Lately I've been struck by just how terrible the global macroeconomic situation is. Despite this there's a huge number of commentators who are aggressively pushing a narrative that everything is fine. And people buy into the lies, including smart people who I really think should know better. I think there's a variety of reasons for people to do that, perhaps one is that we have had such a long bull market in certain areas, eg bond market, that some investors simply have never seen a bear market. The thought of a massive bear market is literally unthinkable to many as they have no mental models to actually conceptualize it. If you've never seen a bear market it's hard to really react properly when one does pop up. "Buy the dip" has become something of a religious activity where people believe as a matter of faith that "the markets always go up" so therefore buying all dips is a profitable move.
There's a lot of people who have vested interests in saying that everything is fine who will lie through their teeth to support whatever happens to be profitable for them. We saw a clear cut case of this over the last two years with the people who were claiming there would be no inflation. We saw this with people claiming that Quantitative Easing was not inflationary. We saw this with people claiming that supply chains were fine. This sort of crowd encourages people to buy all the dips with the assurances that everything will be back to all time high soon, just don't miss out.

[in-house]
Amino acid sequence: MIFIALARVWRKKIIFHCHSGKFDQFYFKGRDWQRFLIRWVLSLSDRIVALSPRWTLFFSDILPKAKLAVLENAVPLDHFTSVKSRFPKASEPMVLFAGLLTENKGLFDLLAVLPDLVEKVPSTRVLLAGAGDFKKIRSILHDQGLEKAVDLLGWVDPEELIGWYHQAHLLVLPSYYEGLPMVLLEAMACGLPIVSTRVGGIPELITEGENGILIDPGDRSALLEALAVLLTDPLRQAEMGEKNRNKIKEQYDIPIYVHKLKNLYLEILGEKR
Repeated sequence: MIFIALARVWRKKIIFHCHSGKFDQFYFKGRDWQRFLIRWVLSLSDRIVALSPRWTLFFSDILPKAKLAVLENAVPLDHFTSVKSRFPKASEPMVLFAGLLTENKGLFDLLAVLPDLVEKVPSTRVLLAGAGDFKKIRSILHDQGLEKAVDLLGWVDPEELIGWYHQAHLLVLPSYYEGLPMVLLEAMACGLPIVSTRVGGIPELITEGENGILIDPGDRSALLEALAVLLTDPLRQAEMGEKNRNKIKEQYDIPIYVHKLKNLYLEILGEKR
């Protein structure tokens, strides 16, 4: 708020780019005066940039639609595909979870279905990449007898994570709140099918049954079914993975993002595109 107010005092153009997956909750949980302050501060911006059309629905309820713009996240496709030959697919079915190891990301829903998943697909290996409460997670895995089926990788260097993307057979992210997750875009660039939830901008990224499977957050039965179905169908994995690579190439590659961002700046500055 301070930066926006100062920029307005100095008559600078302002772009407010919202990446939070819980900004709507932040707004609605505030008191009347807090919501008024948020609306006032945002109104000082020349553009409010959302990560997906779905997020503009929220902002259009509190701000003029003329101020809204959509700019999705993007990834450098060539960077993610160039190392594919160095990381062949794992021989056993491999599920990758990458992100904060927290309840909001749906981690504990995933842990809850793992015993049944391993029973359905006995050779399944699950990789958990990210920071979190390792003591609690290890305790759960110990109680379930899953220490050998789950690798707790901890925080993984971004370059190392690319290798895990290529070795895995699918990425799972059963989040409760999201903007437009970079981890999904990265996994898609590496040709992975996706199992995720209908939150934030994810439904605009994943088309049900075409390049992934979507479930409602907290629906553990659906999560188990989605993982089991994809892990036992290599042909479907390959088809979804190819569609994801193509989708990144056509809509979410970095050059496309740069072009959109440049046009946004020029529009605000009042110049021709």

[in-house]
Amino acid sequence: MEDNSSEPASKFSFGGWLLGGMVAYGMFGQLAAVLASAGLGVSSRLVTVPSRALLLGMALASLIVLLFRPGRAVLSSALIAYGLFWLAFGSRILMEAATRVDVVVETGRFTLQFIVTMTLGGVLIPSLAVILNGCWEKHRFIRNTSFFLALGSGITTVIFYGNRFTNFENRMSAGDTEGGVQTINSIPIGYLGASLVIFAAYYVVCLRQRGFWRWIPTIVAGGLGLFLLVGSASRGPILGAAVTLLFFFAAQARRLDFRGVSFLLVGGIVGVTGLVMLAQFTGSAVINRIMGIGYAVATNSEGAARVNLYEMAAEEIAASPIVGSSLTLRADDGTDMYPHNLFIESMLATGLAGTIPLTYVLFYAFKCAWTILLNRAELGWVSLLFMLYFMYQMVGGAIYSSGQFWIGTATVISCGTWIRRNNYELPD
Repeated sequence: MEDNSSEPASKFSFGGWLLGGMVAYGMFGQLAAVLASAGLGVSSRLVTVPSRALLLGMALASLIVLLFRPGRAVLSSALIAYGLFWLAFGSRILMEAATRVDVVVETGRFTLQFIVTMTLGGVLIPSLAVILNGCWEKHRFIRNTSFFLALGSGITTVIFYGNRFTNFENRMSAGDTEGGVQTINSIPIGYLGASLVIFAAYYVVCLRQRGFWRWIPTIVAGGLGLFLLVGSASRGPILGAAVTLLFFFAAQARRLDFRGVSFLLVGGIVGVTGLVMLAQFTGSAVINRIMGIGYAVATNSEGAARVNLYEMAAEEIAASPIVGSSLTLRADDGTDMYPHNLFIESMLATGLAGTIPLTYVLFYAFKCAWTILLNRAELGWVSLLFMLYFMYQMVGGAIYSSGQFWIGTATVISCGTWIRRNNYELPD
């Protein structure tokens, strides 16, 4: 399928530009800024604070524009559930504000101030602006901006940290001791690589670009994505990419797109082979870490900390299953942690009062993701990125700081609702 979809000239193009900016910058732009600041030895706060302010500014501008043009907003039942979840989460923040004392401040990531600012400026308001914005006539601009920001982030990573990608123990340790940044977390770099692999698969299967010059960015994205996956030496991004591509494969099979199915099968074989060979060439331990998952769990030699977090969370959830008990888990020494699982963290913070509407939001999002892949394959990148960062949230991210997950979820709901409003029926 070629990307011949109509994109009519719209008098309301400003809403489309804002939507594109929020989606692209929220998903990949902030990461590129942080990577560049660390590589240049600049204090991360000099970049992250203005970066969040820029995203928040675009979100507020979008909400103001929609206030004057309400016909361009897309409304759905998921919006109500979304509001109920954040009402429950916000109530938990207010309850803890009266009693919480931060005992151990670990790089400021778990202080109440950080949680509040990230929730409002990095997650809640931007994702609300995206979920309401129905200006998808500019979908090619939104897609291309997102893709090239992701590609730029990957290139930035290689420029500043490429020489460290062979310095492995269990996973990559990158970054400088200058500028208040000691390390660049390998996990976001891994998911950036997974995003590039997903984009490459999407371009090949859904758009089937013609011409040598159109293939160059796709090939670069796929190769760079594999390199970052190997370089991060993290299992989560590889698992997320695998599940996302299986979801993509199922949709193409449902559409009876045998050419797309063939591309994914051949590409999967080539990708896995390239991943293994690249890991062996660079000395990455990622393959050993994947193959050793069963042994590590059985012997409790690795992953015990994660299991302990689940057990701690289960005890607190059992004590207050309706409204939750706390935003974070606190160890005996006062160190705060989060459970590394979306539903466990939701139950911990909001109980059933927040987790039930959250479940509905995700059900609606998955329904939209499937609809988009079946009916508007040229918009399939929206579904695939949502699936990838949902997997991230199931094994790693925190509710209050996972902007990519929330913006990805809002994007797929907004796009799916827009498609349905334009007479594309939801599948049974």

Perhaps one of the most instructive cases to look out for are the people that lie to generate exit liquidity. The way in which this particular play works is that if you have a large position in some sort of asset that you wish to sell it may be hard to sell a large position without dropping the price. Far too many people have a misconception about the price of assets being constant with sales, and that misconception forms because peoples intuitions are formed from small purchases and sales which don't move the market.
Eventually things get really bad and illusions can't be maintained. If you look at the data carefully many illusions are immediately shattered. When you start looking at the data first it changes you and you just can't ever go back to a narrative-first approach. Your entire outlook on the world shifts because you can't help but look at the data and inevitably this means grappling with all the statements that people make that are detached from the reality of the markets.
Currency pegs and why collateral matters
The idea of a stablecoin is a crypto currency token that you can redeem for some sort of other currency at a fixed rate. The "stable" part of a stablecoin refers to the stability of this ability to redeem the coin for some other currency. Like traditional currency exchanges the ability to do this relies on the ability to maintain a currency peg with another currency. This means having a sufficient number of reserves and an organizational structure with enough integrity and competence to manage the system.
To be clear I think there's a number of reasons why stablecoins matter and I'd recommend reading the linked article if you'd like to know more about why they are potentially so useful and what some of the challenges with them are. I do think there's some value to be provided there if someone can get it right and the organization running such a scheme is operating in a transparent and above board manner.